Do you currently have leftover or excess prescription medication in your medicine cabinet?
Recovery Centers of America recently polled 7,372 Twitter users in the United States and asked, “Do you currently have leftover or excess prescription medication in your medicine cabinet?” The results came in at 51% of voters saying yes and 49% saying no.
Do you currently have leftover or excess prescription medications in your medicine cabinet?— Recovery Centers of America (@RecoveryCOA) May 7, 2020
What made RCA curious to know? An ordinary medicine cabinet happens to be a gateway for finding – and abusing – opioid medication such as Vicodin, Percocet, and OxyContin. According to the Centers for Disease Control, most people who abuse prescription opioids get them for free from a friend or relative, or take them without the person even knowing.
Here’s what some of our voters had to say:
Disposing of meds is very easy in Pa. the sheriffs office provides that service. My dad wowsa he and his brothers and sister would swap meds all the time. It was normal to them. But that was a long time ago— Paula (@pjswdscfs) May 10, 2020
Funny you should ask…part of my #QuarantineLife life today was cleaning out the medicine cabinet (not just prescriptions but it’s important to dispose of expired OTC medications too). 👍🏻— Princess (@DaysinItaly) May 9, 2020
No. We have an excellent system here in Iowa where there are numerous drop off stations. I use the one in the Johnson Ave HyVee.— Eleanor Cromwell (@EleanorCromwell) May 15, 2020
Oh yeah, Lortabs, Motrin 800s, T&C 4s, Tramadol, Darvocets, Methamphetamine Sulfate and some assorted antibiotics. They will remain in my medicine cabinet until I or a loved on need them.— Freedom Rings (@survivalstation) May 13, 2020
Thankfully, more awareness is being created around properly disposing of prescription medication sitting in medicine cabinets. Whitehouse.gov statistics said in October 2018, 4,274 law enforcement partners participated at more than 5,321 collection sites nationwide, taking in 912,305 pounds of prescription drugs—more than the weight of three Boeing 757s. These initiatives were a result of National Takeback Day, which was established in 2010 by the Drug Enforcement Administration. The need for National Takeback Day revolved around studies finding teens were abusing prescription drugs found in their parents’ medicine cabinets. Improper drug disposal also contributes to harming the environment. Recovery Centers of America along with the non-profit organization MAPDA (Mothers Against Prescription Drug Abuse) have supplied Deterra drug disposal bags at events throughout local communities.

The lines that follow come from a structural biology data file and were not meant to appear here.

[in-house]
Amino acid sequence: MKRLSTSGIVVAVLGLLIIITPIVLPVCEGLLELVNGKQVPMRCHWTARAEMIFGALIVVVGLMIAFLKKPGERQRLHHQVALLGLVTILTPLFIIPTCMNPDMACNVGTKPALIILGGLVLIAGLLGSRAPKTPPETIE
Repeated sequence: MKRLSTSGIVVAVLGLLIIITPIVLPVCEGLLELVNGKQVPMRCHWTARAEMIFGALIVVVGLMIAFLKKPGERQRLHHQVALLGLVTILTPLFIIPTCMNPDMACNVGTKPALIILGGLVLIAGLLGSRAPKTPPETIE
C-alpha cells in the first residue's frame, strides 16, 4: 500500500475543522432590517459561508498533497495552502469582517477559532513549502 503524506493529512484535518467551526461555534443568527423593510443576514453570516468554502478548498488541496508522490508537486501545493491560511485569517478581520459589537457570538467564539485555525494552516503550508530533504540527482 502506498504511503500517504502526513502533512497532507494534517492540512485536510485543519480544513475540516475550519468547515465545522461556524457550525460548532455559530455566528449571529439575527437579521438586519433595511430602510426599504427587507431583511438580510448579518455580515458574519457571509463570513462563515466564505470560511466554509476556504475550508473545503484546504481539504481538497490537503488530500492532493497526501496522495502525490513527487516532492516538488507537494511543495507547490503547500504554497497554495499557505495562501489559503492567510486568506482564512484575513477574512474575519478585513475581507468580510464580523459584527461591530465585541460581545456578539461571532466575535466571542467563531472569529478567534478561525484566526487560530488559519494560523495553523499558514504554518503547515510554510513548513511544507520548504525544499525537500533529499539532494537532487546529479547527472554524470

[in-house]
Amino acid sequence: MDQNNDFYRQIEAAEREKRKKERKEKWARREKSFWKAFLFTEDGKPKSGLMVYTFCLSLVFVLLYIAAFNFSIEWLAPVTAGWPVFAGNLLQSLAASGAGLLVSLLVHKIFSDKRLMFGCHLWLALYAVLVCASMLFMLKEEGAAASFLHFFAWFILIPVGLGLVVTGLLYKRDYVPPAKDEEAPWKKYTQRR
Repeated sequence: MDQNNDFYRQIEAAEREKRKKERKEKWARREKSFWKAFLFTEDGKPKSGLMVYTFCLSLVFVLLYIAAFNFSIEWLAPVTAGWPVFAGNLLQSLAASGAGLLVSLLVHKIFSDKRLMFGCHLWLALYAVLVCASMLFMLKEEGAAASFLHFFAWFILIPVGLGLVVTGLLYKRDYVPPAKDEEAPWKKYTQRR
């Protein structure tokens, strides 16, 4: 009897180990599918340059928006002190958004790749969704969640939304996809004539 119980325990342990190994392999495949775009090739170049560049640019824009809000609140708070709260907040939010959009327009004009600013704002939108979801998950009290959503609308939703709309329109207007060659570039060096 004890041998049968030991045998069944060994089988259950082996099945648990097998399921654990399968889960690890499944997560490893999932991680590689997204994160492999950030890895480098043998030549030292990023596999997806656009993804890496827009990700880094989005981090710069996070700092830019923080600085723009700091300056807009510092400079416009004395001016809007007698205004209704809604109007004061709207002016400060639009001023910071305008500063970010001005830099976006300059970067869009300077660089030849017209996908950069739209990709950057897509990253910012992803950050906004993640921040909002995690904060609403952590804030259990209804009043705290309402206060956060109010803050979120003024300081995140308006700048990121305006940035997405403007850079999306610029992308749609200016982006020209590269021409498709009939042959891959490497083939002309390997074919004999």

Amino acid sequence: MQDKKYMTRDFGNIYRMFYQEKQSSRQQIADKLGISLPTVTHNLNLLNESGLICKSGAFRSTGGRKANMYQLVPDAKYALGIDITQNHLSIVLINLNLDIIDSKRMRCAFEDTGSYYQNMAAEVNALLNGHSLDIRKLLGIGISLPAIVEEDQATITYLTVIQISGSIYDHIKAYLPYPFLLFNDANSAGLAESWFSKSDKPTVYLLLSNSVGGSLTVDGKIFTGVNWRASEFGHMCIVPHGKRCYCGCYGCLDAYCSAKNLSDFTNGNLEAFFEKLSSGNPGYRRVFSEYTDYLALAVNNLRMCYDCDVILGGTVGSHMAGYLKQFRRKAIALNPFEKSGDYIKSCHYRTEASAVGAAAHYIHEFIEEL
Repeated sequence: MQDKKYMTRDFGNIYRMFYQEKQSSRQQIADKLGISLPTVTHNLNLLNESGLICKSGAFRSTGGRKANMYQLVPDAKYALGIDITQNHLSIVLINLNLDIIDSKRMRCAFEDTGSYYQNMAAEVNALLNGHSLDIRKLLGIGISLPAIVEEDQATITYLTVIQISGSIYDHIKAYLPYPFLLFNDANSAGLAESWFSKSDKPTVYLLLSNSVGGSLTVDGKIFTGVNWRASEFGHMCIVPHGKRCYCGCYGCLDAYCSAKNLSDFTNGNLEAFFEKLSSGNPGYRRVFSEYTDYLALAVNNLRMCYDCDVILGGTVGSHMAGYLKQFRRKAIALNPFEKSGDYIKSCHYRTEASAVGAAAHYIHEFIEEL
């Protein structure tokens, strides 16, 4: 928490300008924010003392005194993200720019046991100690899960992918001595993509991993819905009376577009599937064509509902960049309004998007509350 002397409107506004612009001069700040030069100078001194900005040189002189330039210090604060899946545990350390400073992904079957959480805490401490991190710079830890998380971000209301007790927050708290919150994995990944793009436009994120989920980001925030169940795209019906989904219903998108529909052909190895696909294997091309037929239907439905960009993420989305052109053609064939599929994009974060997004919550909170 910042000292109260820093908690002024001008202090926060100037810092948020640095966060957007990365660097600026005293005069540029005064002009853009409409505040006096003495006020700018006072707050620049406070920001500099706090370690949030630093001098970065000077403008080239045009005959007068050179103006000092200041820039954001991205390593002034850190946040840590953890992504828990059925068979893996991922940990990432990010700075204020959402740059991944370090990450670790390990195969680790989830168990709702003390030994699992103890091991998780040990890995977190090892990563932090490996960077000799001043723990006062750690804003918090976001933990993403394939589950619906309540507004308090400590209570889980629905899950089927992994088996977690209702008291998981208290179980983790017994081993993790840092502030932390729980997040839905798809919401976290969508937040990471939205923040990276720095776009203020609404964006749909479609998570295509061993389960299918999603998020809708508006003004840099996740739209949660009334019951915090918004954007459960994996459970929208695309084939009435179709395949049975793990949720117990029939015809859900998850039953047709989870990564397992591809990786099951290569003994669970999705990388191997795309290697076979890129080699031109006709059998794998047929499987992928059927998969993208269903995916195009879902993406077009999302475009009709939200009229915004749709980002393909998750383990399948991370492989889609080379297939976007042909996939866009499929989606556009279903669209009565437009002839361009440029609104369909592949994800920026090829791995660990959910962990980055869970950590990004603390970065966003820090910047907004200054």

National Takeback Day was scheduled to take place this past April but was postponed due to the coronavirus pandemic. Takeback Day usually takes place twice a year, once in the fall and once in the spring. According to the DEA, there are plans to reschedule after national emergency guidelines are lifted. Currently, Public Services Announcements created by the DEA read headlines such as “Don’t Be The Dealer” to insinuate that keeping unused prescriptions around can lead to misuse and addiction.
You don’t have to wait for another Takeback Day to be scheduled to dispose of medication. What can you do in the meantime? Click here to find a drug disposal site close to your home.